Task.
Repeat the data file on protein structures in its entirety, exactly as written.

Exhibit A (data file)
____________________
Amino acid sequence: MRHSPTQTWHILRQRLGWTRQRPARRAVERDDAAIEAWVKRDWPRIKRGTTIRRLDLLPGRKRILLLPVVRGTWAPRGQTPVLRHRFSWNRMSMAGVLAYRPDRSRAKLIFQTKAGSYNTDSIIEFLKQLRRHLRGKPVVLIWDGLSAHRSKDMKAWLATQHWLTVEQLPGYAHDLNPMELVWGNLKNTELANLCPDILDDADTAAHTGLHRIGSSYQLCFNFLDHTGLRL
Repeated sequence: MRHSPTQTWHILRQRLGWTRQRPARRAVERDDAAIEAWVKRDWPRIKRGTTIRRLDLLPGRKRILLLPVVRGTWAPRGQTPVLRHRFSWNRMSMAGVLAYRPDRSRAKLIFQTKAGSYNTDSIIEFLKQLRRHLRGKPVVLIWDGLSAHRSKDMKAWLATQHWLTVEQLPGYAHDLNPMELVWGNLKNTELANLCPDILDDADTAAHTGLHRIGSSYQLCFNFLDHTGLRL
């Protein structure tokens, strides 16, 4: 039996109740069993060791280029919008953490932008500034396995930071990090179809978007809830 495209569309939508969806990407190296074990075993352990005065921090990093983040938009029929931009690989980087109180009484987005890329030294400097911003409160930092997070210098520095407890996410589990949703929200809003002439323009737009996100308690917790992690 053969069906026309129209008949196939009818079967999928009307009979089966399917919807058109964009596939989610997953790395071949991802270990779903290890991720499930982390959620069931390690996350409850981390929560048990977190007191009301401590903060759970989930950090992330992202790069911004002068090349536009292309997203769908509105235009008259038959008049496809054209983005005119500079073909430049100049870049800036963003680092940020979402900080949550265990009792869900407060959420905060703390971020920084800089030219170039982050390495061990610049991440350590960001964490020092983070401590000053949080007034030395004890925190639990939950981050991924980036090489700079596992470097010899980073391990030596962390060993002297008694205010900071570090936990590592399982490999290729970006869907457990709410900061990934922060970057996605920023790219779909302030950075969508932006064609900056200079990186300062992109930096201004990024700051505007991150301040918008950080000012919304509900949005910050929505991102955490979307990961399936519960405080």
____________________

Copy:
Amino acid sequence: MRHSPTQTWHILRQRLGWTRQRPARRAVERDDAAIEAWVKRDWPRIKRGTTIRRLDLLPGRKRILLLPVVRGTWAPRGQTPVLRHRFSWNRMSMAGVLAYRPDRSRAKLIFQTKAGSYNTDSIIEFLKQLRRHLRGKPVVLIWDGLSAHRSKDMKAWLATQHWLTVEQLPGYAHDLNPMELVWGNLKNTELANLCPDILDDADTAAHTGLHRIGSSYQLCFNFLDHTGLRL
Repeated sequence: MRHSPTQTWHILRQRLGWTRQRPARRAVERDDAAIEAWVKRDWPRIKRGTTIRRLDLLPGRKRILLLPVVRGTWAPRGQTPVLRHRFSWNRMSMAGVLAYRPDRSRAKLIFQTKAGSYNTDSIIEFLKQLRRHLRGKPVVLIWDGLSAHRSKDMKAWLATQHWLTVEQLPGYAHDLNPMELVWGNLKNTELANLCPDILDDADTAAHTGLHRIGSSYQLCFNFLDHTGLRL
């Protein structure tokens, strides 16, 4: 039996109740069993060791280029919008953490932008500034396995930071990090179809978007809830 495209569309939508969806990407190296074990075993352990005065921090990093983040938009029929931009690989980087109180009484987005890329030294400097911003409160930092997070210098520095407890996410589990949703929200809003002439323009737009996100308690917790992690 053969069906026309129209008949196939009818079967999928009307009979089966399917919807058109964009596939989610997953790395071949991802270990779903290890991720499930982390959620069931390690996350409850981390929560048990977190007191009301401590903060759970989930950090992330992202790069911004002068090349536009292309997203769908509105235009008259038959008049496809054209983005005119500079073909430049100049870049800036963003680092940020979402900080949550265990009792869900407060959420905060703390971020920084800089030219170039982050390495061990610049991440350590960001964490020092983070401590000053949080007034030395004890925190639990939950981050991924980036090489700079596992470097010899980073391990030596962390060993002297008694205010900071570090936990590592399982490999290729970006869907457990709410900061990934922060970057996605920023790219779909302030950075969508932006064609900056200079990186300062992109930096201004990024700051505007991150301040918008950080000012919304509900949005910050929505991102955490979307990961399936519960405080």